Well, between this bike and the KTM 375s, we’re here. Let’s see if the wallets open.

      • TimC says:

        Mine sure would if I hadn’ta just bought a house. I mean this is absolutely what I’ve wanted for years, a 250 with just enough juice.

    • WSHart says:

      This is due to most people behvaing like children. They never want that which they need, i.e., a bike that they can actually use outside the realm of their mind/ego.

      Whatever. The new 400 is a very nice motorcycle. For those that want to know when the 400 Versys is coming out, I would say right after this newest Ninja actually sells to the public. In other words, once it is a sales success.

      • Dave says:

        This hinges entirely on the sales success of the Versys 300. The 300 engine cannot pass Euro standards, so there will either definitely be a Versys 400, or there will be no small Versys at all.

        • Mindspin says:

          Maybe by the time Euro5 takes over in 2021 the 300 engine won’t comply, but until then I don’t think we will get a Versys 400. The development cost on the 300 must have been low since it is heavily based on the Ninja 300 frame and the engine is slightly retuned. So I don’t think they’ll dump it just yet.

          • Dave says:

            The Ninja 300’s engine was developed from the ancient 250 engine. The 300 engine isn’t Euro4 compliant now (which was part of the impetus to make the new 400), so the Versys 300 is non-compliant as of Euro4 implementation. If it was successful, then I expect we’ll see a Versys 400 pretty soon.

    • mickey says:

      I think they had it right when they had 250’s ( beginners) 500’s (intermediates) 750’s ( experienced) and 1000’s ( experts if you will). A nice stepping stone of sizes and power. Unfortunately not enough choices for some people.

    • Mindspin says:

      A Versys 400 is inevitable, but not for a few years and likely for the Euro5 switchover. The Versys X-300 is I assume a test using the outgoing Ninja 300 engine and chassis to gauge the market for future small adv bikes. The 300 engine is a screamer and I think it’s hilarious fun to do that in what is essentially a street biased dual sport. The 400 engine has much more midrange punch and will suit future models well, but lets enjoy the 300 engine before it’s made totally obsolete. I’d love to see two Versys 400 models, a more off-road X version and a street biased S version with 17 inch wheels like the 650.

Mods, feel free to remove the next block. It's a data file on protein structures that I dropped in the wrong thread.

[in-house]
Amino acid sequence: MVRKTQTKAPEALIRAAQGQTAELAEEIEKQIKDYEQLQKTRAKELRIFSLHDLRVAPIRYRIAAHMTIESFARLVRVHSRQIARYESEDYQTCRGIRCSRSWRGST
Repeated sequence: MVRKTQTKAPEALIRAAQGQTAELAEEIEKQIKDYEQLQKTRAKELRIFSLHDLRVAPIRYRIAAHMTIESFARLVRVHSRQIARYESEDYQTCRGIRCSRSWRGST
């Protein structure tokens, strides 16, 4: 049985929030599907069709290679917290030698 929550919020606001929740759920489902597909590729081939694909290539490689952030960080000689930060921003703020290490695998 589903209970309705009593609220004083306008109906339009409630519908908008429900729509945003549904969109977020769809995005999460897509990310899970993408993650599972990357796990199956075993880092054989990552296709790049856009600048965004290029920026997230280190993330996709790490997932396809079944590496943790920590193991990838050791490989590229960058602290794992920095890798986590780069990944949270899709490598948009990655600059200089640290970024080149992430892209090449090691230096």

9. Vrooom says:

    I’ll add my voice to the put this engine in the Versys group. New springs, a gold valve kit in the forks, and I’d bet I’d have a good/efficient commuter.

  10. billy says:

    We are tempted to label the Ninja 400 “the best handling street bike we have ever tested”.

    Umm, if all you’ve tested is a couple of dirt bikes and that Wing I’d understand. By reading your tests it seems that to you anything that changes directions quickly is good handling.

    Perhaps you like the inherent geometry? Perhaps with a fork revalve and an Ohlins in the rear it would be great?

    • TimC says:

      Uh, Dirck and MD have been around for more than a couple of days.

    • ADB says:

      Possible, but with all of the bikes Dirck has tested over the past years, I tend to take his evaluations to the bank. I bought a Moto Guzzi Norge after two of his in depth reviews, and haven’t looked back. He was spot on for the real world. I would think that if he refers to “agility, stability, feedback, handlebar position, leverage, and high speed stability”, you can probably count of it vs. the competitive models. I think what might be helping the new Kawi here is the Buell like wheelbase/rake/trail, regardless that it might have middle of the line forks and shock?

    • matt says:

      ‘revalve’? It’s damper rod forks – throw the whole thing away and put some cartridges in there for $600 (Matris F15K or Andreani). If a ‘click’ of preload was enough to get a 210lb rider to achieve sag values then either Kaw has found enlightenment that USA riders are 180-220lb and sprung it accordingly or it’s way over sprung to begin with. (I would put money on the latter)

      I’m willing to be surprised, but the Jap4 have spent the past 30 years consistently producing sh*t suspension so color me skeptical.

      • Dave says:

        He didn’t say he achieved correct sag, he said “balance”. He later points out that it’s under-damped for hard riding.

        This is an economical sport bike. Like most (all?) in it’s class, it has basic suspension to hit a price point. If you were to do the fork, you’d need to do the shock to make it worthwhile. That’ll cost over 20% of the new bike’s purchase price. The customers this bike is meant to reach aren’t interested in that. Those who are will more likely buy an altogether higher performance bike from the beginning.